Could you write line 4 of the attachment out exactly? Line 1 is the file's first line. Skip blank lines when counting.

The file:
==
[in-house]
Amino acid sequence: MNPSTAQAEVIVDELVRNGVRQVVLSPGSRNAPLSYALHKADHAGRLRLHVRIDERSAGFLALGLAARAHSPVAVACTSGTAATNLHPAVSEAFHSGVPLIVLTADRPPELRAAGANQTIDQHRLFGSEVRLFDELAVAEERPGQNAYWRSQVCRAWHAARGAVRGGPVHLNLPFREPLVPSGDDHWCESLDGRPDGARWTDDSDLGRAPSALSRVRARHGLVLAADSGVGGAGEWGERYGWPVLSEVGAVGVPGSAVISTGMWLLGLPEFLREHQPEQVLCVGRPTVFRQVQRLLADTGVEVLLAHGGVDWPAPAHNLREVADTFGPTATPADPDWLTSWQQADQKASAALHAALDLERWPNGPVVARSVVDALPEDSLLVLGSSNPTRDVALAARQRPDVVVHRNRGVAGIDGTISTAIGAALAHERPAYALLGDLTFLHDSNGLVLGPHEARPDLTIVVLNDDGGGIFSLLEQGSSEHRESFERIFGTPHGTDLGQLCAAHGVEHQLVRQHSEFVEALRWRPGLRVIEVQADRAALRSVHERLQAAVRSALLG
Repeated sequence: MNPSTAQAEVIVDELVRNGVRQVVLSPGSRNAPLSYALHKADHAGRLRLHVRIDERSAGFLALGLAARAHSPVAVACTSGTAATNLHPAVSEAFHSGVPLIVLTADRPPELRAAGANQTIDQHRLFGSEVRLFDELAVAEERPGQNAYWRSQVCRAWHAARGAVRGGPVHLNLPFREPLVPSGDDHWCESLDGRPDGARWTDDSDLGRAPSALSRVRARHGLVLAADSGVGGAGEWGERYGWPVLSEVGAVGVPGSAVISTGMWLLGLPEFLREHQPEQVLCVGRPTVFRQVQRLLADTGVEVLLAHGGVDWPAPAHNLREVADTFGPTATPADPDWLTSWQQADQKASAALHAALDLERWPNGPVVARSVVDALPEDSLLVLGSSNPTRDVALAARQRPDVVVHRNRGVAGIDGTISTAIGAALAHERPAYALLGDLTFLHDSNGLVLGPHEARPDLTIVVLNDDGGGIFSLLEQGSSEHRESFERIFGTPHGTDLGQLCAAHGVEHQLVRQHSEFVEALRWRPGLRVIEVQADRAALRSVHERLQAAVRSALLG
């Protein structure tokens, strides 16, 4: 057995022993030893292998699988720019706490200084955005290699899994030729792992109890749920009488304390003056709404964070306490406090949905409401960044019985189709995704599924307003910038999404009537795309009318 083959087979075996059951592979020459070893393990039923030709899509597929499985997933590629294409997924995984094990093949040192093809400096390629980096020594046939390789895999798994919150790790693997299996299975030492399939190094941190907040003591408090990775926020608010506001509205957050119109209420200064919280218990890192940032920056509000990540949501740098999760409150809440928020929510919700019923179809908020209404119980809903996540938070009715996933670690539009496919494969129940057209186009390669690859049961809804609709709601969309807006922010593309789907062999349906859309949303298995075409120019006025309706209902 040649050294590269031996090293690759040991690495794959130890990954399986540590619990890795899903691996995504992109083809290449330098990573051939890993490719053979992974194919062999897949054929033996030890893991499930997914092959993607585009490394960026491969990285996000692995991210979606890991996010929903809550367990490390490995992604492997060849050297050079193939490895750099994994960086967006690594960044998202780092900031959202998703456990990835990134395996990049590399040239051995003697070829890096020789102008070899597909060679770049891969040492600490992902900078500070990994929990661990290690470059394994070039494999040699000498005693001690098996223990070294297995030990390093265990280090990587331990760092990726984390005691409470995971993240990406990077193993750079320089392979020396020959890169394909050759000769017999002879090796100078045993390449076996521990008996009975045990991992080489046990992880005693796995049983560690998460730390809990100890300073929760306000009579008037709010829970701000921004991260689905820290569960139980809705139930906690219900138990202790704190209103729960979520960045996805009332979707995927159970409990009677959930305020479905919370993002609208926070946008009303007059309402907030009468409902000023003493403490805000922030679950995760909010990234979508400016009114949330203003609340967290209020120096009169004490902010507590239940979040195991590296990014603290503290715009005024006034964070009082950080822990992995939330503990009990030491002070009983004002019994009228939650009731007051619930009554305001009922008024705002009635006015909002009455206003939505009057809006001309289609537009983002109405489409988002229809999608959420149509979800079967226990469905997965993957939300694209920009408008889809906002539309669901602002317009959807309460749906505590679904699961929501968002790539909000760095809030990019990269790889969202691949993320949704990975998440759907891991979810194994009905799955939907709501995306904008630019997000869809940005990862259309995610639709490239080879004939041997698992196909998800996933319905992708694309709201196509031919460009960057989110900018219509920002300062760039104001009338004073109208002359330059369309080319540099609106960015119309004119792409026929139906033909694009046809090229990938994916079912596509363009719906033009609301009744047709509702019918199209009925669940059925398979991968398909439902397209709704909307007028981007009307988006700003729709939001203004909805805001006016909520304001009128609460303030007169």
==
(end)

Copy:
């Protein structure tokens, strides 16, 4: 057995022993030893292998699988720019706490200084955005290699899994030729792992109890749920009488304390003056709404964070306490406090949905409401960044019985189709995704599924307003910038999404009537795309009318 083959087979075996059951592979020459070893393990039923030709899509597929499985997933590629294409997924995984094990093949040192093809400096390629980096020594046939390789895999798994919150790790693997299996299975030492399939190094941190907040003591408090990775926020608010506001509205957050119109209420200064919280218990890192940032920056509000990540949501740098999760409150809440928020929510919700019923179809908020209404119980809903996540938070009715996933670690539009496919494969129940057209186009390669690859049961809804609709709601969309807006922010593309789907062999349906859309949303298995075409120019006025309706209902 040649050294590269031996090293690759040991690495794959130890990954399986540590619990890795899903691996995504992109083809290449330098990573051939890993490719053979992974194919062999897949054929033996030890893991499930997914092959993607585009490394960026491969990285996000692995991210979606890991996010929903809550367990490390490995992604492997060849050297050079193939490895750099994994960086967006690594960044998202780092900031959202998703456990990835990134395996990049590399040239051995003697070829890096020789102008070899597909060679770049891969040492600490992902900078500070990994929990661990290690470059394994070039494999040699000498005693001690098996223990070294297995030990390093265990280090990587331990760092990726984390005691409470995971993240990406990077193993750079320089392979020396020959890169394909050759000769017999002879090796100078045993390449076996521990008996009975045990991992080489046990992880005693796995049983560690998460730390809990100890300073929760306000009579008037709010829970701000921004991260689905820290569960139980809705139930906690219900138990202790704190209103729960979520960045996805009332979707995927159970409990009677959930305020479905919370993002609208926070946008009303007059309402907030009468409902000023003493403490805000922030679950995760909010990234979508400016009114949330203003609340967290209020120096009169004490902010507590239940979040195991590296990014603290503290715009005024006034964070009082950080822990992995939330503990009990030491002070009983004002019994009228939650009731007051619930009554305001009922008024705002009635006015909002009455206003939505009057809006001309289609537009983002109405489409988002229809999608959420149509979800079967226990469905997965993957939300694209920009408008889809906002539309669901602002317009959807309460749906505590679904699961929501968002790539909000760095809030990019990269790889969202691949993320949704990975998440759907891991979810194994009905799955939907709501995306904008630019997000869809940005990862259309995610639709490239080879004939041997698992196909998800996933319905992708694309709201196509031919460009960057989110900018219509920002300062760039104001009338004073109208002359330059369309080319540099609106960015119309004119792409026929139906033909694009046809090229990938994916079912596509363009719906033009609301009744047709509702019918199209009925669940059925398979991968398909439902397209709704909307007028981007009307988006700003729709939001203004909805805001006016909520304001009128609460303030007169």